The eurozone manufacturing sector remained in a state of near-stagnation in October, as weak demand continued to restrict growth of both output and employment across the currency union. At 50.6 in October, up from September’s 14-month low of 50.3, the final seasonally adjusted Markit Eurozone Manufacturing PMI® registered only marginally above the neutral 50.0 mark. That said, the current sequence above the no-change level was extended to 16 months.
National PMI data again highlighted the ongoing performance disparities between countries. Four nations signalled expansion during October, with the Irish PMI remaining far out in front and ticking higher following a slight easing in September. The PMI for the Netherlands also gained, moving into second position, while the Spanish PMI held steady.
Germany was the only other nation to signal improved overall manufacturing performance in October. Of the remaining big-three nations, the downturn in France accelerated and Italy fell back into contraction. The rate of deterioration in Greece eased, while Austria fell further from the rest of the pack as its PMI sank to a two-year low.
The level of new orders at eurozone manufacturers declined for the second successive month in October, albeit to a slightly less marked degree than in the previous month. New orders fell in Germany, France, Italy, Austria and Greece, in contrast to the strong gains registered in Spain, the Netherlands and Ireland.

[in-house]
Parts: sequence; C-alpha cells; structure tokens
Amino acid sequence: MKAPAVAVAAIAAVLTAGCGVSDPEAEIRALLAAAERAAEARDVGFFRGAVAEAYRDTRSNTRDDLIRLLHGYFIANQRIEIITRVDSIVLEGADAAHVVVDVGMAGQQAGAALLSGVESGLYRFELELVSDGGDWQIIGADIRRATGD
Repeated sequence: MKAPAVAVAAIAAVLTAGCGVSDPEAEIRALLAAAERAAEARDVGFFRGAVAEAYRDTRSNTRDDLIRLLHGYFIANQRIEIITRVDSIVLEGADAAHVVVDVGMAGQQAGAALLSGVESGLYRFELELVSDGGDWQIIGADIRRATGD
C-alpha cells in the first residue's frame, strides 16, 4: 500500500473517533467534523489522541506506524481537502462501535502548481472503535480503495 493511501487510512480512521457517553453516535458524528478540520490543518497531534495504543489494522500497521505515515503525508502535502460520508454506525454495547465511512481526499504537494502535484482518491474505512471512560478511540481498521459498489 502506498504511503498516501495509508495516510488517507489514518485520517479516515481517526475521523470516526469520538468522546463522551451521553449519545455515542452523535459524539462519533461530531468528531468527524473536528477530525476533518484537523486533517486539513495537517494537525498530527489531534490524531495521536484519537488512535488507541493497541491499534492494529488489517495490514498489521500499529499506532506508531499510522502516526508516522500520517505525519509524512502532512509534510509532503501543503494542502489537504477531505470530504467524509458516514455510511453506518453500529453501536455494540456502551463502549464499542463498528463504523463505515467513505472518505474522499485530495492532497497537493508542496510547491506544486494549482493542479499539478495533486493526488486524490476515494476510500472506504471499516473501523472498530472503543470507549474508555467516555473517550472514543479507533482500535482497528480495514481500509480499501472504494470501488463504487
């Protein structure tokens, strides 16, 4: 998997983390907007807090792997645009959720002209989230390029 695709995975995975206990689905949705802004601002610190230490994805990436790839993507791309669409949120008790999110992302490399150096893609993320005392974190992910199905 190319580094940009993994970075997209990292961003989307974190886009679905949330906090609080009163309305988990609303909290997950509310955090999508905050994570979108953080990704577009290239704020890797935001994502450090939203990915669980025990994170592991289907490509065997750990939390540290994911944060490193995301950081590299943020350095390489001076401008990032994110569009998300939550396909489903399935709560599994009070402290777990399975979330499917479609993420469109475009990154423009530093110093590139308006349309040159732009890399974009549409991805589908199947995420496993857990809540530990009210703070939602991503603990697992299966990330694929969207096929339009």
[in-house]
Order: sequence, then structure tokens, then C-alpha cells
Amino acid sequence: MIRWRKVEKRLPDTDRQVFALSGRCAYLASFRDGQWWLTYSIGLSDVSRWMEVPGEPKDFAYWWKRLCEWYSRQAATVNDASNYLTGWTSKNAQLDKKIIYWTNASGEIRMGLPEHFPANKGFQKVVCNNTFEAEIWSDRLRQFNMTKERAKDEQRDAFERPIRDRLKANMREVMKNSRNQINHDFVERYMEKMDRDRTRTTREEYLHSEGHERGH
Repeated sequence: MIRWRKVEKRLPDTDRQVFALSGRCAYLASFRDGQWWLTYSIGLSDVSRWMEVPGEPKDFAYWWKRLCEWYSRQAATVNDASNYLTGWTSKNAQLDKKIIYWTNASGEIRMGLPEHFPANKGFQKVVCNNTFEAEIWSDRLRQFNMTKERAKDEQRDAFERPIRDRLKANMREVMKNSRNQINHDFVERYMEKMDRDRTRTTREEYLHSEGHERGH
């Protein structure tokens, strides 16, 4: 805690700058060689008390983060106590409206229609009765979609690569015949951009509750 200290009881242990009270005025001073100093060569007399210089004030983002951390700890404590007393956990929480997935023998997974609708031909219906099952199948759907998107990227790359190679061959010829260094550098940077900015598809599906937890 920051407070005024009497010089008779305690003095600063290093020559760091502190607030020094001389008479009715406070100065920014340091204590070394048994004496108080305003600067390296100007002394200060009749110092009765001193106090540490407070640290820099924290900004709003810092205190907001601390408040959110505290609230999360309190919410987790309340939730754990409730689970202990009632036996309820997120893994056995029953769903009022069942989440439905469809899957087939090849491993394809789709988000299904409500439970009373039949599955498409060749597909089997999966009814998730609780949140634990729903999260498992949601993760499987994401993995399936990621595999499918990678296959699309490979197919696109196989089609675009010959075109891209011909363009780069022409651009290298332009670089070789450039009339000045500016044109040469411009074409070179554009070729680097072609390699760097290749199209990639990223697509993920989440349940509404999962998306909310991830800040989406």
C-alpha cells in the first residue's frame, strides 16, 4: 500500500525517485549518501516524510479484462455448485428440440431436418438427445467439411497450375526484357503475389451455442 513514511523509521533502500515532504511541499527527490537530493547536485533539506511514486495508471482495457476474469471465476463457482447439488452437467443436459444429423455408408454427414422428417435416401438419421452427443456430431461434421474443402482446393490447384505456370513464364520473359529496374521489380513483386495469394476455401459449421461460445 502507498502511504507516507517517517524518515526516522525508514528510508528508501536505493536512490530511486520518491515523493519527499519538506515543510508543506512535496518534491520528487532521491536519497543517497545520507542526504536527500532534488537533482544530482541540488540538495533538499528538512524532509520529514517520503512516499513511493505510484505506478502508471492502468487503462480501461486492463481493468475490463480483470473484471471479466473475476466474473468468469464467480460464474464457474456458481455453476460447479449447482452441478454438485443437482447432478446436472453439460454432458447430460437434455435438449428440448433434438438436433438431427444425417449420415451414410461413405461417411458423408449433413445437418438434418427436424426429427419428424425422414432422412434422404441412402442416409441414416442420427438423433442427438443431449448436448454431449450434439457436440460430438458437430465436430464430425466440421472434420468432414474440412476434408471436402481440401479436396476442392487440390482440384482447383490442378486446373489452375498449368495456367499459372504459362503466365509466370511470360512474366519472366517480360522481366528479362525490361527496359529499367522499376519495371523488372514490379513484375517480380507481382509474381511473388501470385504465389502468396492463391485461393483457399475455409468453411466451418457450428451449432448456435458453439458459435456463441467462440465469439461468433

The weakness in overall new business inflows was mainly centred on domestic markets as new export orders* posted a modest gain.
The news from the external demand front was less than positive, however, as the latest increase was the slowest during the current 16-month sequence of growth. France and Austria both reported contractions in new export business. The remaining nations covered by the survey all reported increases, with solid growth in Spain, the Netherlands and Ireland, and comparatively modest expansions in Germany, Italy and Greece.
Manufacturing production rose for the sixteenth month running and at a slightly quicker pace than in September. Output growth rates accelerated in Germany, Spain, the Netherlands and Ireland. Production was scaled back further in France, Austria and Greece. Italy fell back into contraction following a 16-month sequence of growth.
October saw employment increase for the second month running. The pace of job creation remained near-stagnant, despite accelerating to a five-month high. The outlook for employment also remained muted, given the lacklustre trend in new orders and a further decrease in backlogs of work.
Payroll numbers in Germany and Ireland rose at the sharpest rates since January 2012 and May 2014 respectively. Slight gains were also signalled for Spain and the Netherlands. Job cuts were reported by France, Italy, Austria and Greece.
On the prices front, average input costs and output charges both declined in October. Lower purchase prices were often linked to reduced raw material costs and the decline in the price of oil. Lower output charges mainly reflected strong competition.